While procrastinating a paper a couple of weeks ago, I somehow came across the knowledge that The Daily Meal awarded Chicago’s very own Doughnut Vault with the award of Best Donut in America. Just a little bummed out that I don’t have the means to line up early for Dominique Ansel’s celebrated Cronut in New York City, I immediately decided I must visit Doughnut Vault during finals week. Something about the idea of “Best Donut in America” was undeniably attractive despite the reality of having to wake up at 6 a.m. to get there for the opening doughnut rush.
I was lucky enough to have a sorority sister who was just as interested in getting doughnuts from Doughnut Vault as I was. I would have gone alone if I had to, but everything is a hundred times more fun when you bring a friend.
We hopped on the Purple Express train from Evanston around 7 a.m. and made it to the Merchandise Mart stop by 7:45. Following a hilarious stint where we got lost in Merchandise Mart (the actual mart!), we finally made it out on the streets and still proceeded to walk right past Doughnut Vault. It really is a hole-in-the-wall, as the Yelp reviews say.
Once we actually found it, we found that we only had a couple of minutes to wait before it opened. There were maybe four or five people in line in front of us, so it was both reassuring in that there was in fact a line (and it must be that good), and a relief that the line wasn’t longer. We had our doughnut order picked out by the time we left Evanston.
The guy behind the counter worked so quickly that I didn’t even have enough time to get a good photo inside the tiny doughnut shop. Mary and I ordered the same thing: the plain glazed original doughnut, the special of the day (which was a salted caramel doughnut) and a $1 coffee to give us stamina for the train ride back.
We ended up hauling our treats back to the Merchandise Mart to eat in warmth. The lighting inside wasn’t great for the photos, but that all of a sudden didn’t matter at all in my life when I took my first bite of the plain glazed doughnut. I knew going into it that it had all the hype of being the best doughnut in the United States, but if you ask me, it held up pretty well to that standard. Sweet and crunchy on the outside, the doughnut melted as soon as it entered my mouth. I really tried to savor every bite, but I ended up eating it really fast.
I saved the salted caramel one to eat second, predicting that I’d like that even better. While it was also an amazing doughnut, I almost think I preferred the original doughnut. That was quite surprising to me. And sad, because it means I’ll have to wake up early and make the trek back to Chicago anytime I want more of this doughnut-shaped magic.
But I guess that’s a trek I’m willing to make again. I love doughnuts, especially the ones served up at Doughnut Vault, but I almost think the experience was made all the better by how excited Mary and I were to get these doughnuts.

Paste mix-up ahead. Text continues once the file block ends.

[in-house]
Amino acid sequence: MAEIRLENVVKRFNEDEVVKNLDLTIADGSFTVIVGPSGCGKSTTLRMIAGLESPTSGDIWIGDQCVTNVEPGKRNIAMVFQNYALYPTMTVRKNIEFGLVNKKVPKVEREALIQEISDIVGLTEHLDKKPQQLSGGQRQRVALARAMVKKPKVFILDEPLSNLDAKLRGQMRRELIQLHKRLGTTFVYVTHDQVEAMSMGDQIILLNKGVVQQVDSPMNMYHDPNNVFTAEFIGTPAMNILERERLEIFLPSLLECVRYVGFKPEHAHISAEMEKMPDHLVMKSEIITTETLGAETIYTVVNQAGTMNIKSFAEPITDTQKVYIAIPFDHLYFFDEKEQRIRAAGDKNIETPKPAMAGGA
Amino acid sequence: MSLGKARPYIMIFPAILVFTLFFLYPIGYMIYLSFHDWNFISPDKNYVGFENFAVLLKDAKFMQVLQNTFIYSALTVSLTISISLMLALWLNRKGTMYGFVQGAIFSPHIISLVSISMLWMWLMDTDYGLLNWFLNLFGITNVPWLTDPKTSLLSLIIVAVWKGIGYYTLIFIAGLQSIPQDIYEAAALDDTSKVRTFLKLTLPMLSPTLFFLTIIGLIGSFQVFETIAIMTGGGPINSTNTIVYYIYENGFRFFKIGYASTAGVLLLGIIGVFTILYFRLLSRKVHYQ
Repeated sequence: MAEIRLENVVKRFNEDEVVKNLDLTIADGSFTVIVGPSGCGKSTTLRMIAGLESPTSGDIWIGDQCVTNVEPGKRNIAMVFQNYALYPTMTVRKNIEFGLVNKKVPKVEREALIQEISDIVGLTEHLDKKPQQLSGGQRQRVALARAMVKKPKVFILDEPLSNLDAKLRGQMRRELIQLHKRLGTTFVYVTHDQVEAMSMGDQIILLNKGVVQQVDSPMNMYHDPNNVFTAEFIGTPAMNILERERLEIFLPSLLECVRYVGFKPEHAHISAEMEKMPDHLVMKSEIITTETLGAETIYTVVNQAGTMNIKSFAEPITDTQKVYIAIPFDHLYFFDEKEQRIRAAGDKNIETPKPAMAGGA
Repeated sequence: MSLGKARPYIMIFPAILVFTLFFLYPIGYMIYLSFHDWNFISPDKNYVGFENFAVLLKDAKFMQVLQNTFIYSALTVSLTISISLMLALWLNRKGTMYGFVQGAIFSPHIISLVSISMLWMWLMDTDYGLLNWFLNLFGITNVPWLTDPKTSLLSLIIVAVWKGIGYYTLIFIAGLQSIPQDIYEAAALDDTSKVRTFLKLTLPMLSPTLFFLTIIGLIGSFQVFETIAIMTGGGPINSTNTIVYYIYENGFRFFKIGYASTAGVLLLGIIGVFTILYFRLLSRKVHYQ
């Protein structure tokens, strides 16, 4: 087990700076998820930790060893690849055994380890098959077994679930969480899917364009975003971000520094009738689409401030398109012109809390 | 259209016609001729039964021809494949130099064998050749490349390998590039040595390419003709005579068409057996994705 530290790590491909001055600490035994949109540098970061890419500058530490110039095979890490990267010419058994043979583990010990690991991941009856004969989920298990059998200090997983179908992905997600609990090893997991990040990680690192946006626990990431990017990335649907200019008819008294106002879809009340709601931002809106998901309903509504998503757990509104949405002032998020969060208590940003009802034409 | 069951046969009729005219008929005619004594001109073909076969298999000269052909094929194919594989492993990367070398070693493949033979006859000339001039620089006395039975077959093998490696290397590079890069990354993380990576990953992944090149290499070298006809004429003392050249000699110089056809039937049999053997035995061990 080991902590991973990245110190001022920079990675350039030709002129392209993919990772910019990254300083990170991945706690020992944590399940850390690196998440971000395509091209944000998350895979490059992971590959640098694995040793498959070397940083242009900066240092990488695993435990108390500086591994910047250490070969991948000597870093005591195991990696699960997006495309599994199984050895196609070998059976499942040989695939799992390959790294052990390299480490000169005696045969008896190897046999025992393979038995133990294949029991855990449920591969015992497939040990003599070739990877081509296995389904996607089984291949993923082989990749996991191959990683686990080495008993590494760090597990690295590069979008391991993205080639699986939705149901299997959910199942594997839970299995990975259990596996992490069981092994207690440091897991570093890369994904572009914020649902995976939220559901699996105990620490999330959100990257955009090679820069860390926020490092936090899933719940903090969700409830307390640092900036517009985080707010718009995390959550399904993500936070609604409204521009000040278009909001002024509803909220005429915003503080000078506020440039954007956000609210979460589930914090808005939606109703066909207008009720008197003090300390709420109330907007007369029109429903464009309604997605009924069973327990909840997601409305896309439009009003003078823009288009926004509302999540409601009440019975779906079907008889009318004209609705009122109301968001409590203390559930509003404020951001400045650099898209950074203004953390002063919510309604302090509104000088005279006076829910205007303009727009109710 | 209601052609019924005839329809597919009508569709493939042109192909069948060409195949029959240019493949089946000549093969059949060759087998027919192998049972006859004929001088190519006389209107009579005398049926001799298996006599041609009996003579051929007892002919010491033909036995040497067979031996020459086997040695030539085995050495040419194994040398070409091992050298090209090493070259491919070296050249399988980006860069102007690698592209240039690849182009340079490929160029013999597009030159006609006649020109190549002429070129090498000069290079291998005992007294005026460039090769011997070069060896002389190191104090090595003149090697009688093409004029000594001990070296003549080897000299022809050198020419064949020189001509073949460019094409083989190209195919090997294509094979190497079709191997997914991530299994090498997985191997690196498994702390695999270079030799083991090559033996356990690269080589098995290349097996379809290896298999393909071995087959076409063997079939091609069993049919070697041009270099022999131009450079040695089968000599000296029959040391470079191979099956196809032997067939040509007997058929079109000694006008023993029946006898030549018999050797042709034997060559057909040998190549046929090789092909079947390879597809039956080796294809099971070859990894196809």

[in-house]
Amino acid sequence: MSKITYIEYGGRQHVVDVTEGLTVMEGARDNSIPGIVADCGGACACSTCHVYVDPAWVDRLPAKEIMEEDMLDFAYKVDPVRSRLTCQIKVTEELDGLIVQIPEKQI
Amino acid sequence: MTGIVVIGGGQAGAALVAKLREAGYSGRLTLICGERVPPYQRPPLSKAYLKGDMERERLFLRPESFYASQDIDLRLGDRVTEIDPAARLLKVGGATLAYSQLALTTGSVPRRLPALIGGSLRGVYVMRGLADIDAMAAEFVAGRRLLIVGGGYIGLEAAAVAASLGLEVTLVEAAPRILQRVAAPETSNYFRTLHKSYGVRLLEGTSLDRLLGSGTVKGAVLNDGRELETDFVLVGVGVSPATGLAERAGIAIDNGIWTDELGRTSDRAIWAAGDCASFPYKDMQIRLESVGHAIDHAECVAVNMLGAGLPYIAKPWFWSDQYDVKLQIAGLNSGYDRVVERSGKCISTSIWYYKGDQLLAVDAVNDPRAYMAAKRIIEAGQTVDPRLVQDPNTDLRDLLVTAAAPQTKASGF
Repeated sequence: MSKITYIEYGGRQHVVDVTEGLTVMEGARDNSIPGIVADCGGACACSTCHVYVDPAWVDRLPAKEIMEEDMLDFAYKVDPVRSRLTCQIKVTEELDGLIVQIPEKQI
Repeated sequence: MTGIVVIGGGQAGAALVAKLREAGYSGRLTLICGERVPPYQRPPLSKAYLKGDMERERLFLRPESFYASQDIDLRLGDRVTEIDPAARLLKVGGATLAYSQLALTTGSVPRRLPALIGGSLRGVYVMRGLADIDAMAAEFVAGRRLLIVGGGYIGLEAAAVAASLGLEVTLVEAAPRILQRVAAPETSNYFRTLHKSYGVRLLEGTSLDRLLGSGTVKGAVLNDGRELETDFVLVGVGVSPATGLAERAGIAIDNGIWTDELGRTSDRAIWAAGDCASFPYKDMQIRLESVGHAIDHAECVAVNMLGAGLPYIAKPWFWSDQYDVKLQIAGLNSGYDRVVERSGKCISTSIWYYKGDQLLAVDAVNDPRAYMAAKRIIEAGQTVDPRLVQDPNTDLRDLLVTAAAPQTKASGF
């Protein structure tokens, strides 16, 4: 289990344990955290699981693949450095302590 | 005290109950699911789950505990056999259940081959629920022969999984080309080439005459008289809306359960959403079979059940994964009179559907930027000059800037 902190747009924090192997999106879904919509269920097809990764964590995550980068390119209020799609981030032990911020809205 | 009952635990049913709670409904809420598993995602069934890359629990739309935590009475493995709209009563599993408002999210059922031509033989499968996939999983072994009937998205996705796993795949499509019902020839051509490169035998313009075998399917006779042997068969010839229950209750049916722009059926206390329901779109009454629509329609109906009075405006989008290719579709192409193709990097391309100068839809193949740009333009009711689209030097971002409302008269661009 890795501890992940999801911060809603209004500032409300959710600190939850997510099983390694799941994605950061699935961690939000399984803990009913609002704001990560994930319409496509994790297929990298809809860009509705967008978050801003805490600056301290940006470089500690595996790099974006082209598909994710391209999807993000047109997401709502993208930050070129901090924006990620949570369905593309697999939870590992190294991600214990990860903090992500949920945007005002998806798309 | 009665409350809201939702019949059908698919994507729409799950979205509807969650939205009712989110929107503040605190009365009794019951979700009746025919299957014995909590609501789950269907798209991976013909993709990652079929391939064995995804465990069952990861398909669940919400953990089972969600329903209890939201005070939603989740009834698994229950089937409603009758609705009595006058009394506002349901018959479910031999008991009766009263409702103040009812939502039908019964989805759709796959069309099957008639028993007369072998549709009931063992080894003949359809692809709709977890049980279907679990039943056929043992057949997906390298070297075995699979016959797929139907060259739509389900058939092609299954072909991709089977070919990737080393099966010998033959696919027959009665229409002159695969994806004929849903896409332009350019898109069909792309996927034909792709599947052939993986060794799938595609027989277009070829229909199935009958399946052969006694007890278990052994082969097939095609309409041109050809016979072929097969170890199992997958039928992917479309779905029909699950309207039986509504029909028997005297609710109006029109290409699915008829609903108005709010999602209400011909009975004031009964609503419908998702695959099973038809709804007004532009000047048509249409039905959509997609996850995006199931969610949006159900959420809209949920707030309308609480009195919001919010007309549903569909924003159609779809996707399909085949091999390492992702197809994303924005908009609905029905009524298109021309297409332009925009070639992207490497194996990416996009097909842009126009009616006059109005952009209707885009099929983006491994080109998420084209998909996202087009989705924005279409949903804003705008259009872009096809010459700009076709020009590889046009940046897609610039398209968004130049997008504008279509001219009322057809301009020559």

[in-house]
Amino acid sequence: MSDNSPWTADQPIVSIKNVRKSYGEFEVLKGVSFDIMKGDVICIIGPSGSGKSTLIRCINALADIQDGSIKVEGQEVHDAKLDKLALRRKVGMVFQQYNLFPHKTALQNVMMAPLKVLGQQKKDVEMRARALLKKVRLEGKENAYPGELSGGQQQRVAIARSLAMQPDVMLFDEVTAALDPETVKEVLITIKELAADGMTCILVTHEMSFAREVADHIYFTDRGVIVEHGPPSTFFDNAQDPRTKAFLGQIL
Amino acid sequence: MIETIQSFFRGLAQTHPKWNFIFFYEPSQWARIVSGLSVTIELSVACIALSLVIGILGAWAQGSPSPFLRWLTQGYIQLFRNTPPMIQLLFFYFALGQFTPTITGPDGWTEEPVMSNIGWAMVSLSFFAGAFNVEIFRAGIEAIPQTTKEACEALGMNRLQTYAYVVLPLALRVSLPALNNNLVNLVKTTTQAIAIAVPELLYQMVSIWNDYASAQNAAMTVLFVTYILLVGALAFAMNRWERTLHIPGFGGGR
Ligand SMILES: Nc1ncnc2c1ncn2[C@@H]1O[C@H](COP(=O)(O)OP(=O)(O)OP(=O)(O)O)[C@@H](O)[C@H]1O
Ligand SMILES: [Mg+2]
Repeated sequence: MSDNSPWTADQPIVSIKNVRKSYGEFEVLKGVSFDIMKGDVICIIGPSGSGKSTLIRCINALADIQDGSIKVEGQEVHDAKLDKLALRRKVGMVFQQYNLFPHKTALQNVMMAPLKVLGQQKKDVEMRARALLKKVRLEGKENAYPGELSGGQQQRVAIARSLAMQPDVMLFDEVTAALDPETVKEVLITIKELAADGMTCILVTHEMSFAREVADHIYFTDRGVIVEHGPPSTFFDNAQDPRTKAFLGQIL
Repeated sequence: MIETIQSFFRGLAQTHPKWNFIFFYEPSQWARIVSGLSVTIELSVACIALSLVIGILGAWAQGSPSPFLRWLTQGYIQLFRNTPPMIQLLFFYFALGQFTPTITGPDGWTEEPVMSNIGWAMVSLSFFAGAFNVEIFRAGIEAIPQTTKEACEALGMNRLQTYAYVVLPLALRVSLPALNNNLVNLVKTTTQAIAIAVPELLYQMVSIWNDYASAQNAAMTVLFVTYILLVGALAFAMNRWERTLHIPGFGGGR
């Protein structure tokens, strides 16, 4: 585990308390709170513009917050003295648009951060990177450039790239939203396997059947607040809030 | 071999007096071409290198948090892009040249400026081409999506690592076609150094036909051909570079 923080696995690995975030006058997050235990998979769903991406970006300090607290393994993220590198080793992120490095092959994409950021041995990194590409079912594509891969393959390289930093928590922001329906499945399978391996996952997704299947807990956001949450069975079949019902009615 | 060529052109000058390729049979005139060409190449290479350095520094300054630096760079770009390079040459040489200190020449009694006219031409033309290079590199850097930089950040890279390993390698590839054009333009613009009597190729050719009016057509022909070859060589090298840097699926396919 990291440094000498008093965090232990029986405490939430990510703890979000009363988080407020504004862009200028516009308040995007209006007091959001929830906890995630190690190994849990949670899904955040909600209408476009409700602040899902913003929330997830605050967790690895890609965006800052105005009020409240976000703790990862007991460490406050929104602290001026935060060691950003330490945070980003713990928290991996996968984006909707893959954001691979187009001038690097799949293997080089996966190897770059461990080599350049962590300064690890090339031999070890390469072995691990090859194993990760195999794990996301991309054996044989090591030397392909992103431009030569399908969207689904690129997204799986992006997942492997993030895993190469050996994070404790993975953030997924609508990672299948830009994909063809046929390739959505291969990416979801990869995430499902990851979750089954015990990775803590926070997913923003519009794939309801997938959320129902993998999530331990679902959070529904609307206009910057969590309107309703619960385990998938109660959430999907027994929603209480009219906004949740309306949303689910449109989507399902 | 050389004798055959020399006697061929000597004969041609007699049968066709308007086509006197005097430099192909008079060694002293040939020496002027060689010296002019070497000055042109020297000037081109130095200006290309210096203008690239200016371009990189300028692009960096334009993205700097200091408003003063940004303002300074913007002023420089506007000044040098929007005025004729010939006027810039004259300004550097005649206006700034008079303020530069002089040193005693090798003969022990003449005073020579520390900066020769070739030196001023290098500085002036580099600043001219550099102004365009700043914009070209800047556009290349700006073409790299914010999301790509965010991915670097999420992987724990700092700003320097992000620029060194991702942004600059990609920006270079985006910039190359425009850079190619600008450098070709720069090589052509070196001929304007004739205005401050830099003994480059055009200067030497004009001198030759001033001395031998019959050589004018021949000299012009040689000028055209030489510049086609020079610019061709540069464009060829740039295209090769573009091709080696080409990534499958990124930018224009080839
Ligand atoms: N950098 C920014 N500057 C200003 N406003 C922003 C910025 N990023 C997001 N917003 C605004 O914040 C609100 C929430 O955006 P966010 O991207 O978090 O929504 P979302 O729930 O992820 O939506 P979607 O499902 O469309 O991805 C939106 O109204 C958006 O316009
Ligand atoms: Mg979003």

Some people say doughnuts are the new cupcakes. They are the hottest fad food right now, inspiring pastry chefs across the country to become more innovative with the classic dough, creating such hybrids as the Cronut (or variations on the trademarked name) and filling or glazing their doughnuts with exotic, high-quality ingredients to create artisanal desserts.
This has resulted in doughnuts becoming a fad food, the celebrated bakeries reveling in so much hype that they attract lines of people up to hours before opening – I read a New York Times article not long ago mentioning a line for Dominique Ansel’s Bakery beginning as early as 2 a.m. And I can’t believe Cronuts are that undeniably life-changing that people feel they make the pilgrimage for the cronut alone. It’s all about the social aspect, really.
Friends tell friends about food they need to try, so you already have that peer approval aspect. There’s also somewhat of a status appeal to the whole thing because you can go try the Cronut (or whatever fad food is in) and be the person to brag up your foodie adventures. (Heck, I like to do that. So what if I’m guilty?)
With all these expectations surrounding the event of actually eating the doughnut, plus the line you often have to wait in and the scarcity embraced by the bakers who make a fixed amount each day, you would think the doughnut would fall short of expectations pretty easily. But the doughnut HAS to be somewhat decent to garner such a following. Like, it has to be good, right? Right. So even a mediocre pastry could be elevated to stardom by the hype and good feelings surrounding it.
I don’t know how much my mind played a role in my enjoyment of what I ate from Doughnut Vault, but all I know is, darn, I want more of those doughnuts.
Learn how to make your own doughnuts here!